“Why do we study Geometry, sir?”. I had once asked my math teacher. I got the reply in the form of his slap on my cheeks. He could have instead said to me, “When we understand shapes, we understand the importance of balance.” I never figured out the purpose of memorizing those theorems and calculations because my teacher never painted the big picture for us.

Don’t make that mistake. Give the students meaning before details. Leadership guru Simon Sinek tells us to start with ‘why’. Help the students see the ‘why’ – the big picture and the subjective value of the course. Tell them how challenging the course is and tell them ways to overcome the challenges.

  1. Help them connect the dots:

And then, help them connect their learning to the real world. Help them understand, remember, analyze, synthesize and develop solutions to real life problems. Push them to explore and persevere. Guide them to come up with new ideas. Let them dream. And, support them to nurture their dreams.

  1. Start strong, end stronger:

Be mindful of the first few minutes and the last few minutes of the class. Students usually remember the first moments best, and the final moments next best. This phenomenon is called the Primacy-Recency effect. Don’t have a clumsy opening. Rather, start your class with something that’s unexpected (story, joke, strange facts, drama) but not with something boring and usual. Similarly, end the class with an activity that’s memorable. Don’t say, “Well, that’s the bell. Time’s up. See you in the next class.” Doing that is a lost opportunity.

  1. Let them teach each other:

I believe that peer teaching can be far effective than lectures in so many cases. As the popular saying goes: when you teach, you learn better. Ask students to teach each other in pairs and in groups, usually for revision works. Besides, this is one of the best facilitation techniques. We all need some relief here and there.

  1. Let them review each other:

Give them a rubric and ask them to grade each other’s works. Teach them the art of giving constructive feedback and then have them critic each other. There are tons of research that confirm peer-feedback as an effective learning technique. Also, this gives students a great opportunity to learn the essential art of building and maintaining relationships.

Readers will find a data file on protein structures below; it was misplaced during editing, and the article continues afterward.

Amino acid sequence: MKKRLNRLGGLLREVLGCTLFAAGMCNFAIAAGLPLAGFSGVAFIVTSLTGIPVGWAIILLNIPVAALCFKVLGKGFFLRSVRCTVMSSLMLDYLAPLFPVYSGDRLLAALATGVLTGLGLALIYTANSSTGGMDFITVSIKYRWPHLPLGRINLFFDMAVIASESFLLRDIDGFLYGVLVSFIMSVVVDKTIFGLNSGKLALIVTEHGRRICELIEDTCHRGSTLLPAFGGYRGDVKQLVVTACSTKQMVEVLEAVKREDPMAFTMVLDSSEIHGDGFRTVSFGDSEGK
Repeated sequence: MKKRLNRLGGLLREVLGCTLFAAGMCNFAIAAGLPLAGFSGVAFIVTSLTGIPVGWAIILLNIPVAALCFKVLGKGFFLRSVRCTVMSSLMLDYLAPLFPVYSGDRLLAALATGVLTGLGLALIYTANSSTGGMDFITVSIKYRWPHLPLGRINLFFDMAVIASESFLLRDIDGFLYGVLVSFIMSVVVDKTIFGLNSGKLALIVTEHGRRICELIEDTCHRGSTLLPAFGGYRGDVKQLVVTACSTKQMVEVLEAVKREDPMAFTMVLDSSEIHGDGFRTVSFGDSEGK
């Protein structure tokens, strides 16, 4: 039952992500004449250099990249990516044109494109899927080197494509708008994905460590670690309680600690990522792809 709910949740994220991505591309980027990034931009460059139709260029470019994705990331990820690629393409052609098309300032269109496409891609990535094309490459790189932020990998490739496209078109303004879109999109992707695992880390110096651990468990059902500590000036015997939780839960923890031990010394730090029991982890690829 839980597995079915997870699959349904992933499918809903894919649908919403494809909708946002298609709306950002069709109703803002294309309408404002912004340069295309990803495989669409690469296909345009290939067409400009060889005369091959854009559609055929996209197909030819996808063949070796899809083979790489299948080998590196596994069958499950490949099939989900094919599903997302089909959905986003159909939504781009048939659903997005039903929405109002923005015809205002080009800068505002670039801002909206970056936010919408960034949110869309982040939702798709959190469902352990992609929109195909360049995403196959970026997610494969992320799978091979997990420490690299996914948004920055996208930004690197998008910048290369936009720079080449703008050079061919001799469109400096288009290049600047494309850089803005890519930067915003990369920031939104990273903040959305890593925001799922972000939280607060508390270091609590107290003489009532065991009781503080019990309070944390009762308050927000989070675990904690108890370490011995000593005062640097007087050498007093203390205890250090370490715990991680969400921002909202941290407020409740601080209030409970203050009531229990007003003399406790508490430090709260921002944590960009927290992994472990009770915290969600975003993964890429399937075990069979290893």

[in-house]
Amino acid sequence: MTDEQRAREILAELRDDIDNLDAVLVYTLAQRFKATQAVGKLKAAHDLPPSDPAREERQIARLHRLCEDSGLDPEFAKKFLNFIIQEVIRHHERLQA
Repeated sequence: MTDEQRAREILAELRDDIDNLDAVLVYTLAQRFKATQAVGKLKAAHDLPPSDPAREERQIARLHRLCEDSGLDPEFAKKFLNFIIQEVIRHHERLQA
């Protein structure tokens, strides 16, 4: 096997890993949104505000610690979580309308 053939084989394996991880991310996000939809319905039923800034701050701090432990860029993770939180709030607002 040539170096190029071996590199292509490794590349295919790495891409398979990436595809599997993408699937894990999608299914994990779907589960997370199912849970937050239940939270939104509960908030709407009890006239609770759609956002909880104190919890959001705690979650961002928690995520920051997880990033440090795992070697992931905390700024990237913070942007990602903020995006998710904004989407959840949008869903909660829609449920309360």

1. Tell stories:

We may not remember facts and information. But we remember experience. Story is the best weapon to provide unforgettable experience (vicariously) to the students. There’s a myth: stories are just for the literature classes. Well, not true at all. Even if you are teaching math or physics or finance, you can always wrap your content inside the stories and deliver your lesson. Try it. Human brains simply love stories, and every teacher must be a storyteller.

  1. Reduce lecture time:

Decrease teacher talk time. And instead, increase student talk time. When the teacher speaks, the students have nothing else to do but to listen (assuming the students can stay focused). Unfortunately, listening is the least effective way of learning and retaining knowledge. Also, the one who talks gets more practice time, which means, the teacher is getting to practice explaining the information. If your dominant method is lectures, you are not giving students enough opportunities to analyze, interpret, and create their own knowledge.

  1. Mix up different methodologies:

So, how to reduce lecture time? Simple. By mixing different teaching methodologies. Try this mantra: an effective learning happens in a teacher-led-students-centered class. Get them involved in activities. Pair works, group activities, problem solving exercises, student presentations, stories, debate, quiz, panel discussion, interview, and many many more. Important tip: don’t do the activities for the sake of doing them. Always finish off an activity with a reflection. Make them write and share reflections.